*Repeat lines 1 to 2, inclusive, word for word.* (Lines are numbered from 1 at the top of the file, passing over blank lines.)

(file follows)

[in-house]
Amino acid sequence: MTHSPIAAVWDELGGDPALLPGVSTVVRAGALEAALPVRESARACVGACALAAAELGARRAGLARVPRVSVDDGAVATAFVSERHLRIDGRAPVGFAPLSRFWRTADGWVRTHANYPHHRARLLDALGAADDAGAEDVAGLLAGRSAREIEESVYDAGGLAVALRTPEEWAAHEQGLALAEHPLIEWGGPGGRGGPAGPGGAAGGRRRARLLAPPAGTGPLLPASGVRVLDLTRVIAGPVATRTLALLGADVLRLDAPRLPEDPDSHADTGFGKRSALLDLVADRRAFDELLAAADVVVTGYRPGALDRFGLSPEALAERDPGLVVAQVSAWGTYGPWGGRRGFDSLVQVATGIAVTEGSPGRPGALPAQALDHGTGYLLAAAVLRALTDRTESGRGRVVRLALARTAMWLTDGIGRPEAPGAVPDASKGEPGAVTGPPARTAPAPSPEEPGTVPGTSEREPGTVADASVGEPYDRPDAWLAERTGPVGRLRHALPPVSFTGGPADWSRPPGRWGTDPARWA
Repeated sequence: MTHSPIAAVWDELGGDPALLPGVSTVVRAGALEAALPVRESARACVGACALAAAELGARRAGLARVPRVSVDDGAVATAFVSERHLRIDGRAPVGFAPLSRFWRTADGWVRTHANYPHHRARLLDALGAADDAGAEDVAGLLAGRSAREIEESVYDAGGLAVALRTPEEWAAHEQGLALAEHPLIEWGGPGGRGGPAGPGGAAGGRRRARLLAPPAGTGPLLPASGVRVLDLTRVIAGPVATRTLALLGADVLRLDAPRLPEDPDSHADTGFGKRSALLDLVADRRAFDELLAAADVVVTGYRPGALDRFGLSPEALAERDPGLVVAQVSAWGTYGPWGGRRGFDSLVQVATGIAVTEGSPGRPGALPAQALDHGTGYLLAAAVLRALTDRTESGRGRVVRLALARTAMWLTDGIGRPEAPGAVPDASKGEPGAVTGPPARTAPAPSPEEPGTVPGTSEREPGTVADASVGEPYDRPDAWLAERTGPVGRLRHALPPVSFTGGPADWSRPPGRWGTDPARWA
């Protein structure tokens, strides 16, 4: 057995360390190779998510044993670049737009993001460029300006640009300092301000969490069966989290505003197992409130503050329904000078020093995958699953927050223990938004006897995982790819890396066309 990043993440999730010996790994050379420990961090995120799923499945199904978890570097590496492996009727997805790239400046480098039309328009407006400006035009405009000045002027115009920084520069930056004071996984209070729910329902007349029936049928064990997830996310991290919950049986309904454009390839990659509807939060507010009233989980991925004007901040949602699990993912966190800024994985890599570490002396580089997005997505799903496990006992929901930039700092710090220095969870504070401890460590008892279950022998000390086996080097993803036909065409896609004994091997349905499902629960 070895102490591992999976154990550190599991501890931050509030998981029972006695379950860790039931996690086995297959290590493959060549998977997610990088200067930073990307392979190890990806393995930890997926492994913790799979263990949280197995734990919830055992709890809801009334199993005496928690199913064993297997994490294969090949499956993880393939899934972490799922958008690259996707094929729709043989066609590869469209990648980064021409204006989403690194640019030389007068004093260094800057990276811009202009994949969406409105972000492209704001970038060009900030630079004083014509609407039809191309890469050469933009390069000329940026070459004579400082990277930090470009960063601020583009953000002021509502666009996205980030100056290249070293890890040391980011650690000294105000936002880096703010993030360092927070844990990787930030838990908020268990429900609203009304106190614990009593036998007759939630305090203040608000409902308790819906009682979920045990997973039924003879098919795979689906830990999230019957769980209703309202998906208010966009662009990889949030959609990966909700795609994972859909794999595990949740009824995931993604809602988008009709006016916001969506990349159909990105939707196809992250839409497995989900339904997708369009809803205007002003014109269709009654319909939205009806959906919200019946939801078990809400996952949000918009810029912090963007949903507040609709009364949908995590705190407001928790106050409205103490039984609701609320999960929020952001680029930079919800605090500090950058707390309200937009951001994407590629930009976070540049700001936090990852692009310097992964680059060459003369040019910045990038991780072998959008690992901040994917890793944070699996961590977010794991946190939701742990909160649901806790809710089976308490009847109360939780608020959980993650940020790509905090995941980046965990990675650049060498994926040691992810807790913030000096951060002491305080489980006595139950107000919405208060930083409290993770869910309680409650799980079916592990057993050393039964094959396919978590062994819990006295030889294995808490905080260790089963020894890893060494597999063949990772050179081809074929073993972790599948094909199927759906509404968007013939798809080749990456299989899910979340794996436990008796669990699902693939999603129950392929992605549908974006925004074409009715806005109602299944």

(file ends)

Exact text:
[in-house]
Amino acid sequence: MTHSPIAAVWDELGGDPALLPGVSTVVRAGALEAALPVRESARACVGACALAAAELGARRAGLARVPRVSVDDGAVATAFVSERHLRIDGRAPVGFAPLSRFWRTADGWVRTHANYPHHRARLLDALGAADDAGAEDVAGLLAGRSAREIEESVYDAGGLAVALRTPEEWAAHEQGLALAEHPLIEWGGPGGRGGPAGPGGAAGGRRRARLLAPPAGTGPLLPASGVRVLDLTRVIAGPVATRTLALLGADVLRLDAPRLPEDPDSHADTGFGKRSALLDLVADRRAFDELLAAADVVVTGYRPGALDRFGLSPEALAERDPGLVVAQVSAWGTYGPWGGRRGFDSLVQVATGIAVTEGSPGRPGALPAQALDHGTGYLLAAAVLRALTDRTESGRGRVVRLALARTAMWLTDGIGRPEAPGAVPDASKGEPGAVTGPPARTAPAPSPEEPGTVPGTSEREPGTVADASVGEPYDRPDAWLAERTGPVGRLRHALPPVSFTGGPADWSRPPGRWGTDPARWA